Although I am English, I was born abroad and didn’t live here for years. My grandmother sent over all my mother’s old children’s books so from very young I was reading Enid Blyton and forming a very out-of-date but likeable and romanticised view of England! I’m sure that our early reading is key, and these days so is TV too, I think. If you see lots of beautifully costumed, well-scripted, dramas set in England (from any period) then you’ll also have a pre-disposition towards England. I see it working in reverse on children and teenagers here – they watch endless repeats of Friends and the OJ and think that America is like that, and desirable.

Congrats on the re-release of your books! I love the fact that books which were previously difficult to get hold of (especially those by American authors which were never released here) and becoming more easy to get hold of, as authors recover their rights and release them as ebooks. Encourage all your colleagues to do the same! helenajustina at hotmail dot co dot uk

Evangeline Holland
9 years ago

I am an utter Francophile. I’ve been in love with the language since I was a child, and love the cities, the history, the food, the architecture–just everything. Oddly enough, France, our longtime ally and the destination for Americans in Europe, is déclassé in historical fiction!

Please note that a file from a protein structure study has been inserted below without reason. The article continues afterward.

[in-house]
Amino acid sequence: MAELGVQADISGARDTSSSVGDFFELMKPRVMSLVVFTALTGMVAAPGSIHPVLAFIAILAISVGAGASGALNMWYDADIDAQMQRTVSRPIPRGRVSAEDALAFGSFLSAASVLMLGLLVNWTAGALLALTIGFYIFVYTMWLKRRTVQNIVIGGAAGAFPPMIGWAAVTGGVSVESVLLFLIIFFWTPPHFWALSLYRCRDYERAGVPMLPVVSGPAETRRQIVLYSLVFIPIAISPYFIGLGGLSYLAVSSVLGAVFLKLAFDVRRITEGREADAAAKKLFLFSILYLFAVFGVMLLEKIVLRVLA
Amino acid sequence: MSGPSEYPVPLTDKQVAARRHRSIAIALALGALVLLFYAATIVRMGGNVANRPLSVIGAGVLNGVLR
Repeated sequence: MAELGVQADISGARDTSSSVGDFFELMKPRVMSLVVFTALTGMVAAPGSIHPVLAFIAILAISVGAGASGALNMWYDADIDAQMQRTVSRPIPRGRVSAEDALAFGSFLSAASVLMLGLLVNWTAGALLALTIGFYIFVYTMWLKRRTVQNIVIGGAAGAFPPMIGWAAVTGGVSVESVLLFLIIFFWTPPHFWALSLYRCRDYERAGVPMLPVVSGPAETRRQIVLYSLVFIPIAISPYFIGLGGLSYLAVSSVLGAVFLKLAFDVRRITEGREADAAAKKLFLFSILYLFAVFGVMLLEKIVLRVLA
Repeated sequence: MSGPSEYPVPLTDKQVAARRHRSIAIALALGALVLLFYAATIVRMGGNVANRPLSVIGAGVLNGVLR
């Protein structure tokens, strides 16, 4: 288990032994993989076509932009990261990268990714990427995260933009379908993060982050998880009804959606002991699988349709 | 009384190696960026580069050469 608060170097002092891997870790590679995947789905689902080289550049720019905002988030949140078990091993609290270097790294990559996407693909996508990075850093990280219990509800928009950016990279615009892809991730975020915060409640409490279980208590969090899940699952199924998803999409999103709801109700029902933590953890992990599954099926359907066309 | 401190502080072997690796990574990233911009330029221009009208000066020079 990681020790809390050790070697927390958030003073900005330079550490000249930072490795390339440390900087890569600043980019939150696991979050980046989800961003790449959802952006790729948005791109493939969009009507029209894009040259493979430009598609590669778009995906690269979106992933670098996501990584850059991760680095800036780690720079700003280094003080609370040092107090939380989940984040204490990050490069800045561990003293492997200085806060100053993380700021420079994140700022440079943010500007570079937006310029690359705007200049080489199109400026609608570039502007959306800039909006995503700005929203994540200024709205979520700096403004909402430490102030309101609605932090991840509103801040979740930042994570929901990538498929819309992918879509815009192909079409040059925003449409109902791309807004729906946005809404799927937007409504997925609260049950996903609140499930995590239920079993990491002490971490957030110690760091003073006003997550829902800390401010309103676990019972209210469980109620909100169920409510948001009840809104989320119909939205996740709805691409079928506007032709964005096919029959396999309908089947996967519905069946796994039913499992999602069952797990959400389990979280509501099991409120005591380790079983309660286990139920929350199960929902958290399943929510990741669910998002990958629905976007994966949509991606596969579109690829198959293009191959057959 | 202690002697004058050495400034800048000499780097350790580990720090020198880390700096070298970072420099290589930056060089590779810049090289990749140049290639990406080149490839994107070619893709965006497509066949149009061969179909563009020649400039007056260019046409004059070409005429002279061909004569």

Bess Gilmartin
9 years ago

Hi Gail, Fun post! My dad was stationed in England when I was twelve. It was not love at first sight for me, but it didn’t take long to fall head over heels. We lived in a tiny village where the postman rode a bicycle, and the fish and chip truck drove around the village green every Saturday night. I still miss it!

Congratulations on getting your books out there again. Somehow I missed them the first time around, but I look forward to reading them now!

Elena Greene
9 years ago

Both my parents came from Lithuania, so I definitely have no birthright. Unless a handsome British spy was present at the Treaty of Tilsit (very close to where my mother’s family lives) in 1807 and fell in love with a Lithuanian girl.

Fiction aside, my gateways included C.S. Lewis, Tolkien and Georgette Heyer. I became even more of an Anglophile during a 3 year international assignment in the UK. I wished I could have stayed longer, but the job wasn’t conducive to starting a family.

Author Gail Eastwood
9 years ago